- The Washington Times - Wednesday, July 16, 2003

Hotel rooms and house rentals are still available at nearby beaches although the summer season is at its peak. But that’s nothing new for beach officials, who have dealt with last-minute travelers for the past several years as the economy and weather continue to be the top factors driving vacation decisions.

“The travel trend in general has shifted to last minute,” said Susan Jones, executive director of the Ocean City Hotel-Motel-Restaurant Association. “In the past, people have made advance reservations three to six months [out] because they’ve heard how busy it gets. Now some are waiting until the day of arrival.”

After its busiest July Fourth weekend in 10 years, Ocean City business has dropped slightly and officials are keeping their fingers crossed for the arrival of last-minute travelers.

Ocean City is targeting the undecided with a new radio campaign that began this week urging spur-of-the-moment and midweek travel to the beach town. The ads will run for two weeks in four markets within driving distance including Baltimore and Harrisburg, York and Lancaster, Pa.

“We’re offering great deals to boost tourism,” said Donna Abbott, a spokeswoman for Ocean City’s Department of Tourism.

On Ocean City’s official Web site, www.ococean.com, beach seekers can find deals including $25 off a three-or-more-night stay at the Princess Royale, a “budget special” at the Francis Scott Key Motel that offers a five-night stay for the price of four nights, and free dinner valued up to $17 for each night’s stay at the Dunes Motel.

Those deals have been hard to come by in the past — especially during the busiest months of the year, Ms. Jones said.

“Businesses are trying to make up for the losses they experienced during the wet, cool weather,” Ms. Abbott said.

Ocean City isn’t the only destination hoping to attract undecided travelers.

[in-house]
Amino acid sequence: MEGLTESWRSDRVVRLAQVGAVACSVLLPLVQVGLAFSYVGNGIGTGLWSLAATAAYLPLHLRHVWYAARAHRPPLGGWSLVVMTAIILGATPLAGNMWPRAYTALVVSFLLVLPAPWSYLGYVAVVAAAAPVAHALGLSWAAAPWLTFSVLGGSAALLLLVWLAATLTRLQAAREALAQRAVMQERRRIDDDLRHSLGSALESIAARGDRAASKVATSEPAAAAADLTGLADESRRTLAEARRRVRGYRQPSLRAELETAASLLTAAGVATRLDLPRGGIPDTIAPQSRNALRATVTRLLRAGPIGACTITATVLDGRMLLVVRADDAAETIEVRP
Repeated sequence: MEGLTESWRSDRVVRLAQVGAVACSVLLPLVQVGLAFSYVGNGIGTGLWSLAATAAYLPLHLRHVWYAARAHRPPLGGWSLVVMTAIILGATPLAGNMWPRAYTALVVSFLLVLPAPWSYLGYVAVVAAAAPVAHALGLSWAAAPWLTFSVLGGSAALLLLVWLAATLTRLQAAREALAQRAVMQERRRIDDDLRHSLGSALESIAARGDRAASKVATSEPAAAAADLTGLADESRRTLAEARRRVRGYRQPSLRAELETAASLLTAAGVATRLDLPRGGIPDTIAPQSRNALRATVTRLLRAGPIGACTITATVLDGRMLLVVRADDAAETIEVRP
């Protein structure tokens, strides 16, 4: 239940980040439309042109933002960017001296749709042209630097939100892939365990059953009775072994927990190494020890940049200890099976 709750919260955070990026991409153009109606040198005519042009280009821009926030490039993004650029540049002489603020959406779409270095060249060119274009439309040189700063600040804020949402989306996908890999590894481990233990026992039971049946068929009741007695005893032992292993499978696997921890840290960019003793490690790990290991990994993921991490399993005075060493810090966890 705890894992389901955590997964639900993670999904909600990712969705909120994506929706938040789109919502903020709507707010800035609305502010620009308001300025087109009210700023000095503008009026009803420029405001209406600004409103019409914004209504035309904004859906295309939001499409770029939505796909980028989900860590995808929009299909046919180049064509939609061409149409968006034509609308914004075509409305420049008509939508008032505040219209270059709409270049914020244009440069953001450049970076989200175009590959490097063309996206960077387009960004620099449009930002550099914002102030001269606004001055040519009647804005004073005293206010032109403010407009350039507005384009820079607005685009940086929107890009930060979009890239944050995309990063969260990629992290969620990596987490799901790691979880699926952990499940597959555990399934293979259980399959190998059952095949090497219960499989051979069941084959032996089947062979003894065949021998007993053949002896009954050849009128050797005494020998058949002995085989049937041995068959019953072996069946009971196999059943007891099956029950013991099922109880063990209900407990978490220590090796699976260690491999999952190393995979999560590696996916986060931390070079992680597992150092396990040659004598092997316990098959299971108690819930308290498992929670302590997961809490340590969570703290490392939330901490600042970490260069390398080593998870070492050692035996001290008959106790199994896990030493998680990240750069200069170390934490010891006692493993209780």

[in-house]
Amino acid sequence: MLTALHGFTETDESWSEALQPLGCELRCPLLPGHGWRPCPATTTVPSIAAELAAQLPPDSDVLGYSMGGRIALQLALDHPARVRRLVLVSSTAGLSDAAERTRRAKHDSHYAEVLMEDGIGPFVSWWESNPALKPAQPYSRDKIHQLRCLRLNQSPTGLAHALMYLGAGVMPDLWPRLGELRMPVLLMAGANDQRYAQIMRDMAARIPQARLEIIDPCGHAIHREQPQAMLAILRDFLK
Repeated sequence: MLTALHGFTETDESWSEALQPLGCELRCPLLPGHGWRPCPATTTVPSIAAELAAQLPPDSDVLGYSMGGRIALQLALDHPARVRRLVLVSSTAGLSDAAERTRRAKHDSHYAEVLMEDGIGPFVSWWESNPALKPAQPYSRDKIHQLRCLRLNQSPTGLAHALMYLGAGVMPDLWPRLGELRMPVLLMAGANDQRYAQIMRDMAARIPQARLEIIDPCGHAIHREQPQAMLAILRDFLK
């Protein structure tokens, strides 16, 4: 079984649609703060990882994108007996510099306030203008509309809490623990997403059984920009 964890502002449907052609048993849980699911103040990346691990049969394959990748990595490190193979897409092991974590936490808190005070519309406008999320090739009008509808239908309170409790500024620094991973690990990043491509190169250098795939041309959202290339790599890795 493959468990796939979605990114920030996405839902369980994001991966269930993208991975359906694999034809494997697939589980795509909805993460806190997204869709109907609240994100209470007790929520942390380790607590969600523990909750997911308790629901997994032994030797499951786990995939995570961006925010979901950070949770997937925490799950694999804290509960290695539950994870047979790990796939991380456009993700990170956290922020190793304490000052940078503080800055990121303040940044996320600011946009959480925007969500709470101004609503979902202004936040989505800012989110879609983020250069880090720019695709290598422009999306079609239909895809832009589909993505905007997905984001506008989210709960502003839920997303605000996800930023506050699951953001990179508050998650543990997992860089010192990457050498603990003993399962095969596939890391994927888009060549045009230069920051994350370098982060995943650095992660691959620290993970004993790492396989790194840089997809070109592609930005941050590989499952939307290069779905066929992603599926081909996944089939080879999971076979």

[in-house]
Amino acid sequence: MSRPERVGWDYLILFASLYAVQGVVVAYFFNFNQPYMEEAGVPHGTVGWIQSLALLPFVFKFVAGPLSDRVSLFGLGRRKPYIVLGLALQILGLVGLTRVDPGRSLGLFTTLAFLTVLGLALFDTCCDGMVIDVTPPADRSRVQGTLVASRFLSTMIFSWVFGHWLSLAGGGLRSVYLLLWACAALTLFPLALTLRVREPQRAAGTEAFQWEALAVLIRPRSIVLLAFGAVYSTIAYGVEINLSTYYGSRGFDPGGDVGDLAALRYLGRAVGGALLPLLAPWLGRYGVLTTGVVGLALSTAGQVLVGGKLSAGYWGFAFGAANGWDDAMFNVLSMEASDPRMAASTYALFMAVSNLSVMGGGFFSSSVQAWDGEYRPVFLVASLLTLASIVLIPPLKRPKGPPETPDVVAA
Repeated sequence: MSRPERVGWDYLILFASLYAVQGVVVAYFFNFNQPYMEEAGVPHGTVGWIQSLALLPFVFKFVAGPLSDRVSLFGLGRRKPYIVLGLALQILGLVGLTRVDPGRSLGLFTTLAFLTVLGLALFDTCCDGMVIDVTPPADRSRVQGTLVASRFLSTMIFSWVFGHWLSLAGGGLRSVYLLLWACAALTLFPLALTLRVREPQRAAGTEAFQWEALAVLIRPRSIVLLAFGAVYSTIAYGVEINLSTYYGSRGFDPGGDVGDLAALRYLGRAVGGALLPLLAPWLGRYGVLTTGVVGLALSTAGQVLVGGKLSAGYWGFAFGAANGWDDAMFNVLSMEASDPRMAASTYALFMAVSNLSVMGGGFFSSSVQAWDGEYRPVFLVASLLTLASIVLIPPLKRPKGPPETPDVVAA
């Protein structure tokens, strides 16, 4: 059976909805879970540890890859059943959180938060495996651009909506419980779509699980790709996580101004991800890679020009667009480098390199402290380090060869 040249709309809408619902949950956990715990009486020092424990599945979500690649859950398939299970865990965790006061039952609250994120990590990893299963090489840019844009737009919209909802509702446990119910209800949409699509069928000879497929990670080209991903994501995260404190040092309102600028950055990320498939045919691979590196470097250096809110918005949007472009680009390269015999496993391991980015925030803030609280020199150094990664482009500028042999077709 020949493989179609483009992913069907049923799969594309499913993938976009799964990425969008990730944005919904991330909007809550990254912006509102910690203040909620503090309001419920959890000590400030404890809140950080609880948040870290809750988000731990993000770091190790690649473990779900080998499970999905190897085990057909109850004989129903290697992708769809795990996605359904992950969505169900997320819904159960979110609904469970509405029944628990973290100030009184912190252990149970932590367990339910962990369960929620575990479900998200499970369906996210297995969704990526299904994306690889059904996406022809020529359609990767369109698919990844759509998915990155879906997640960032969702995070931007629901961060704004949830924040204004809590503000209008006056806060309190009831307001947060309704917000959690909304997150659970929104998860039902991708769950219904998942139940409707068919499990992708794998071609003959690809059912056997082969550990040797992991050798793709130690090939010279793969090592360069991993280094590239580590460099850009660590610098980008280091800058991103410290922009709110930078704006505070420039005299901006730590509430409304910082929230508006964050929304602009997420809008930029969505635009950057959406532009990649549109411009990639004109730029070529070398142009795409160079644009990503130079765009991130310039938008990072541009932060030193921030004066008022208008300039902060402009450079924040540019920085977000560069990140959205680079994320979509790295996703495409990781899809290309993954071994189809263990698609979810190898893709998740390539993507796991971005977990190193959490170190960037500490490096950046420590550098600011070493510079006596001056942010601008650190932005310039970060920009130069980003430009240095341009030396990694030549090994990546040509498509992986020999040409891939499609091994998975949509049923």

Beach towns up and down the coast had to deal with soggy weather at the start of the season. In addition, local travelers are following the national trend and waiting until the last minute before committing to vacation plans. Travelers can find deals across the board this late in the season.

“[Businesses] are trying to get the deals out there to reach the consumer and hopefully persuade them,” said Deborah DeYoung, a spokeswoman for AAA Mid-Atlantic. “The economy — not the war, not SARS, not anything else — is driving people’s decision to travel.”

Ms. De Young also said gasoline prices, despite running about 10 cents higher than last year, are not affecting travel. A gallon of regular unleaded gasoline in the Washington area was $1.54 yesterday, according to AAA. A year ago, it was $1.42.

Ocean City officials say business began to bounce back during the record-breaking July Fourth weekend with close to 343,000 visitors.

“I think there was pent-up demand for summer weather,” Ms. Abbott said.

Ocean City, which is about a 150-mile drive from Washington, usually logs about 4 million visitors from Memorial Day to Labor Day.

Farther down the coast, Virginia Beach’s summer season is shaping up to be a good one, said Nancy Perry, executive director of the Virginia Beach Hotel Motel Association.

The resort city, which logs nearly 1.4 million visitors during the summer, is used to the last-minute travelers, she said. They are coming from driving markets like the Washington area, New Jersey and Pennsylvania.

“They don’t plan those trips months in advance,” Ms. Perry said.

Despite the full beaches and crowded weekends, Virginia Beach doesn’t expect “as strong a season as last year,” Ms. Perry said. After the September 11 terrorist attacks there was a “drive-market surge.”

Rentals at the beaches in Delaware and Maryland are “coming along on a steady pace,” said Jim Waggoner, vice president and director of resort rentals for Long & Foster Real Estate Inc.

During the onslaught of rain through June, Long & Foster, which has 1,275 properties on the beaches in Delaware and Maryland, had little business. As soon as the weather cleared, business picked up, Mr. Waggoner said.

“Weather impacts people making reservations,” he said.

Mr. Waggoner says his offices have had last-minute rentals for the past three summers — with some people calling to rent a property the day before they want to start their vacation.

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